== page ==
Groups opposed to Minnesota wolf hunt lose in courtST. PAUL, Minn. (AP) — Groups challenging Minnesota rules for a wolf hunting and trapping season were dealt another blow Wednesday in their effort to stop the practices.
ST. PAUL, Minn. (AP) — Groups challenging Minnesota rules for a wolf hunting and trapping season were dealt another blow Wednesday in their effort to stop the practices.
Minnesota's Court of Appeals dismissed a petition aiming to undo rules that allowed for a wolf hunting season, the first of which was held starting in November.
The appeals judges decided that the two groups, the Center for Biological Diversity and Howling for Wolves, lacked sufficient legal standing to challenge the Department of Natural Resources rules.
"It's hard to put into words our disappointment and sense of injustice over this decision," said Dr. Maureen Hackett, founder of Howling For Wolves.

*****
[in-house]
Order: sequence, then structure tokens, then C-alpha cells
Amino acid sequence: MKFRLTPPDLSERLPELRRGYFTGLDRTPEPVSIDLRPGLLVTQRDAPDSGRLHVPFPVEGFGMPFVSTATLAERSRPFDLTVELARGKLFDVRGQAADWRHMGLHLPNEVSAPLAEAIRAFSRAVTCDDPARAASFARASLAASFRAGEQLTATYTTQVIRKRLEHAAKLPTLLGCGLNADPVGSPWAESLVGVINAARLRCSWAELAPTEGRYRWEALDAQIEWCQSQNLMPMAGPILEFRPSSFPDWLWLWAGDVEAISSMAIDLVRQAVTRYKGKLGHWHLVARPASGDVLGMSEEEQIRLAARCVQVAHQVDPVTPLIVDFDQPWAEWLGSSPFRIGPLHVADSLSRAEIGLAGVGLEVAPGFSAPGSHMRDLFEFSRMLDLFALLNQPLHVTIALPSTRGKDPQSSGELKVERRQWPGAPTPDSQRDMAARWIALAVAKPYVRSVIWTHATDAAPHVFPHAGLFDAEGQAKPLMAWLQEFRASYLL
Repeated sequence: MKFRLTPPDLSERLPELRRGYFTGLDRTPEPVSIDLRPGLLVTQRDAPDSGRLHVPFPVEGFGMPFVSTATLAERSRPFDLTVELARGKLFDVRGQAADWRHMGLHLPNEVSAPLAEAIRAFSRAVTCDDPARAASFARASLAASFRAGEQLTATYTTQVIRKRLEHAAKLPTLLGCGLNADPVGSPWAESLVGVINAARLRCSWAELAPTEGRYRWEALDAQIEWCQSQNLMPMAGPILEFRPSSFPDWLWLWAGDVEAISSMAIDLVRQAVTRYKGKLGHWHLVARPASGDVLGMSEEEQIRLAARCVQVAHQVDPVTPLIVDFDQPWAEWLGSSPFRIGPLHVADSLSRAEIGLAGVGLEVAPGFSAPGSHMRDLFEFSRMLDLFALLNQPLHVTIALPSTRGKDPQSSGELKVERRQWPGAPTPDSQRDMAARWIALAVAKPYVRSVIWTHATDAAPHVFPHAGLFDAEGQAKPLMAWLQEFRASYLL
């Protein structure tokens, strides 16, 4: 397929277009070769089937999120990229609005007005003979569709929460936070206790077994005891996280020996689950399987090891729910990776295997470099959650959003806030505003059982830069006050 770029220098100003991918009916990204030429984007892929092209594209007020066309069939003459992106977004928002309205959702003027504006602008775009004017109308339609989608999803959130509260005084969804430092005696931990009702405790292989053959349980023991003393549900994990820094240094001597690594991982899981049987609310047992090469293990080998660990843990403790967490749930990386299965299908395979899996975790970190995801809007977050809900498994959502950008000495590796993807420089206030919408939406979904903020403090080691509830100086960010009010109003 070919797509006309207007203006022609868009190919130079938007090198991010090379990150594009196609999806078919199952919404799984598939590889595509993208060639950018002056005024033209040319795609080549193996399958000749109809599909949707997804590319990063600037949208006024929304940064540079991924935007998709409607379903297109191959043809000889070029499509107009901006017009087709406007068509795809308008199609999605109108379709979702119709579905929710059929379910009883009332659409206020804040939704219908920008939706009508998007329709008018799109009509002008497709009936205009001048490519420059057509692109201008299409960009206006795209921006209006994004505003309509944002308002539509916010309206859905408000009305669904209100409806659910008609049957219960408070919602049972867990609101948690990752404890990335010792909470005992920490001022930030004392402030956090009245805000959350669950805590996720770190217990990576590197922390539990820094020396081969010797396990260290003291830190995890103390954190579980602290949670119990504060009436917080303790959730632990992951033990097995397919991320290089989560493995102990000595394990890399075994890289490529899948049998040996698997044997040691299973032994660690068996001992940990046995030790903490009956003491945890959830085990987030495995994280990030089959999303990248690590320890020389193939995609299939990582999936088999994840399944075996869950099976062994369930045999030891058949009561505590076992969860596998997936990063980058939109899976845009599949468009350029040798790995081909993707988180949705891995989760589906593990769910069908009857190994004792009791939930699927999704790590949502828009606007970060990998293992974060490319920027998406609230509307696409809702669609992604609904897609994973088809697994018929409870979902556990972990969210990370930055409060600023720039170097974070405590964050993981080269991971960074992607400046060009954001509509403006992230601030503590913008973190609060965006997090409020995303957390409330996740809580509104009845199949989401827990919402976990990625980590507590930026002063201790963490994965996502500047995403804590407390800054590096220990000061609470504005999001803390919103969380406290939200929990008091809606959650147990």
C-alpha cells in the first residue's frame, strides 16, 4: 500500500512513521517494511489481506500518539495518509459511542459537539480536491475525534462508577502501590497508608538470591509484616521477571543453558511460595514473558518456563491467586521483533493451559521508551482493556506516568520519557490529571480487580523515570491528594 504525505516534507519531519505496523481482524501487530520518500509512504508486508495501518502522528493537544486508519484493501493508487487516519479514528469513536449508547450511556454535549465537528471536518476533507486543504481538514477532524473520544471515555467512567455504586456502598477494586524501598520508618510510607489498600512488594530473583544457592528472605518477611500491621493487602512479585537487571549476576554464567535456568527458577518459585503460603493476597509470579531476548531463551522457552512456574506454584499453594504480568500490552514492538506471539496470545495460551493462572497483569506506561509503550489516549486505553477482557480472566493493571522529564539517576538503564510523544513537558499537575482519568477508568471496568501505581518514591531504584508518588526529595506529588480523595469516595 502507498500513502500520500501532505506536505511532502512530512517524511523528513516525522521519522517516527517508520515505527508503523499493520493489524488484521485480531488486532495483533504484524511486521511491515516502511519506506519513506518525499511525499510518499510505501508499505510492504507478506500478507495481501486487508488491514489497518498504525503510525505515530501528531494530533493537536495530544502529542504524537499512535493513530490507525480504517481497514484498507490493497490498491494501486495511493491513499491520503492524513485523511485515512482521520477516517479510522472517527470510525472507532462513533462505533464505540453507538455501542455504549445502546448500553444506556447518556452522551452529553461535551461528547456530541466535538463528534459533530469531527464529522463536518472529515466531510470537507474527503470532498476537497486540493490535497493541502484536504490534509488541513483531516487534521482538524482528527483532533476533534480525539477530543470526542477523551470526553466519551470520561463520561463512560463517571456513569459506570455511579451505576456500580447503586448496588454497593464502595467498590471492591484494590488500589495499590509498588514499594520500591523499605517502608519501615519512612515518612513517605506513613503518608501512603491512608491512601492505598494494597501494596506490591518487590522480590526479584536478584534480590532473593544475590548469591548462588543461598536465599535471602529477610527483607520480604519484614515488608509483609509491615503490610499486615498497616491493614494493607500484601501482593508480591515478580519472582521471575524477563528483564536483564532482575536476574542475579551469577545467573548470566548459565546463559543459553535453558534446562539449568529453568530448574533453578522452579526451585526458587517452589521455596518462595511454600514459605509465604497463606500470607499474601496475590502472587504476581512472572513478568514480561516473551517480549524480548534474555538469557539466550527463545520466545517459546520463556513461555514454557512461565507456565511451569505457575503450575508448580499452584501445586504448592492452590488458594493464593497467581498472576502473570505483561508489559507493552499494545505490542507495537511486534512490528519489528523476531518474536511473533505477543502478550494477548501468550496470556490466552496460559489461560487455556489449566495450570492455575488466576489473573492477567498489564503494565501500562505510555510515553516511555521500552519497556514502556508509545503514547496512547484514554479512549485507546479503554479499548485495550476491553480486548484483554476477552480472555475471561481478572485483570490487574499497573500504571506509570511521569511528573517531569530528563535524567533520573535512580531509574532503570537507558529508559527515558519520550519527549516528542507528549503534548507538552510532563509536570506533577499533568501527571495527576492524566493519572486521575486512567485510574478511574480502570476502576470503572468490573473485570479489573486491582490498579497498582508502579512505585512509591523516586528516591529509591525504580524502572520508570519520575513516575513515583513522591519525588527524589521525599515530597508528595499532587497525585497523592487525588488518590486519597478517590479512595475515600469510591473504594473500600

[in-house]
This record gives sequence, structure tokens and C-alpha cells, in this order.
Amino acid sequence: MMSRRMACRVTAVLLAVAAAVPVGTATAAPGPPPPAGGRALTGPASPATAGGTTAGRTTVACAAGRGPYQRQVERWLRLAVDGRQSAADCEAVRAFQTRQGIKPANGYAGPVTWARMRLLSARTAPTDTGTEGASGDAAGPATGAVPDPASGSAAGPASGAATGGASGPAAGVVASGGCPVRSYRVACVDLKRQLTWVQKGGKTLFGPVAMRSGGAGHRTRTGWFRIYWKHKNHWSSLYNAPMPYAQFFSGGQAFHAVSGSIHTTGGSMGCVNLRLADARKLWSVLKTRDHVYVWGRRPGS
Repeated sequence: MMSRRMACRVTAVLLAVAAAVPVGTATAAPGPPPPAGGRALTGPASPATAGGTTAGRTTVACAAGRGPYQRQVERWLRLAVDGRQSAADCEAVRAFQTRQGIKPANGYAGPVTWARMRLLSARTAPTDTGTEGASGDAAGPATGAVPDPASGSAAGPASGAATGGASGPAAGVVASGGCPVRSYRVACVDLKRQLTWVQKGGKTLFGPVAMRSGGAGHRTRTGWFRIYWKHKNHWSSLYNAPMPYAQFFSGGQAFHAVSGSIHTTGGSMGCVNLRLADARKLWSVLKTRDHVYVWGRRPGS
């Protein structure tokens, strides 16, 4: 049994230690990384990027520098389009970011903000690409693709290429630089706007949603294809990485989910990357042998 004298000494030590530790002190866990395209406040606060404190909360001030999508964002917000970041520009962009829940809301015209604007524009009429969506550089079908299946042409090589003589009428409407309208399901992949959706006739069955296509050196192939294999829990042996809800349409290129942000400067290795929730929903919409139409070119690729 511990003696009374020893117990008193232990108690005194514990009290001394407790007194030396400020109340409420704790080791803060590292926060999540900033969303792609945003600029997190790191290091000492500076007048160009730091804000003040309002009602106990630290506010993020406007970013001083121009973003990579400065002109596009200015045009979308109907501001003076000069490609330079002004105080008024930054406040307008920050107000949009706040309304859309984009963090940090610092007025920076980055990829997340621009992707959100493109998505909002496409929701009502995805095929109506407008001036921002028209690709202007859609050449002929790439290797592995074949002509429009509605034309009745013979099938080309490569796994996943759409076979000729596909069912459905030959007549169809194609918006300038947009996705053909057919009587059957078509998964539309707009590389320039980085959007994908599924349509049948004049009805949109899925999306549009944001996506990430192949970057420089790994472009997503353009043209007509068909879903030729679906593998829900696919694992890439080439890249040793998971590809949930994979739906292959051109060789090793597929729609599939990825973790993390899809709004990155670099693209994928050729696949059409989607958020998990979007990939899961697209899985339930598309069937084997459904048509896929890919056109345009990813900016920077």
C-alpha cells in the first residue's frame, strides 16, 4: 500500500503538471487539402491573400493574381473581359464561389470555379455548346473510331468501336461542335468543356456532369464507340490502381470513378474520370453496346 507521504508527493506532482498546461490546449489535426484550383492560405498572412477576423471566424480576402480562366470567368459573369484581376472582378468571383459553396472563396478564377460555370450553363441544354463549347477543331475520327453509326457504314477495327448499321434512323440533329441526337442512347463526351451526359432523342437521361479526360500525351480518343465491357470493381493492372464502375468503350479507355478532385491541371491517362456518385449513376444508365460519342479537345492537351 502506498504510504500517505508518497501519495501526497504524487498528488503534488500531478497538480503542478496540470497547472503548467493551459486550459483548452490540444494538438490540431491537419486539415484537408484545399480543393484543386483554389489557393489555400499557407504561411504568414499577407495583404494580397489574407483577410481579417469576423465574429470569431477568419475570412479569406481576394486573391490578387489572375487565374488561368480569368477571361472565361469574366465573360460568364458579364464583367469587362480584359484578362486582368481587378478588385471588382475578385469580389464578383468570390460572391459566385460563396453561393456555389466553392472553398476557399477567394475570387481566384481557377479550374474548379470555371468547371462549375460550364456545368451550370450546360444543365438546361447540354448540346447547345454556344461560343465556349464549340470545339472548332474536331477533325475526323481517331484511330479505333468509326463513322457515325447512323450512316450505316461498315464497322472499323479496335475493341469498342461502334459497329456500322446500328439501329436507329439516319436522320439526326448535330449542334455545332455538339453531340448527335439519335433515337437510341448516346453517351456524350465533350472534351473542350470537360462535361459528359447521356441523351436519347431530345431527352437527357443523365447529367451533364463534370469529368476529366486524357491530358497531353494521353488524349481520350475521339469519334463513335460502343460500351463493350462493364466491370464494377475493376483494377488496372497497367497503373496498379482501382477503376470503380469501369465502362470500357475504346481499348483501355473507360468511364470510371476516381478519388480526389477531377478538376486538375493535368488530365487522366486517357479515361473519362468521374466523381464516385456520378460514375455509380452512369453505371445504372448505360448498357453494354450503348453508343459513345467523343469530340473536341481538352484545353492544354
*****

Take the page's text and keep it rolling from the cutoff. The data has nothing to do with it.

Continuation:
The group contended the DNR set its rules in a way that minimized public input. The organization is now evaluating its options for further court action after this second setback, said Hackett, a forensic psychiatrist and former Air Force officer.
Minnesota resumed sport hunting and trapping after the region's wolves came off the endangered species list early last year. Hunters and trappers then killed 413 wolves during the state's first wolf season, which ended in January.
The DNR plans to make decisions about a 2013 hunt this summer after a population survey is completed, said Ed Boggess, director of the Fish and Wildlife Division. Boggess said the agency is committed to balancing the hunt with long-term sustainability goals.
"We manage wolf seasons like we manage seasons for dozens of other game species," he said.
Legislation seeking to impose a five-year moratorium on wolf hunts stalled during the Legislature's just-completed session.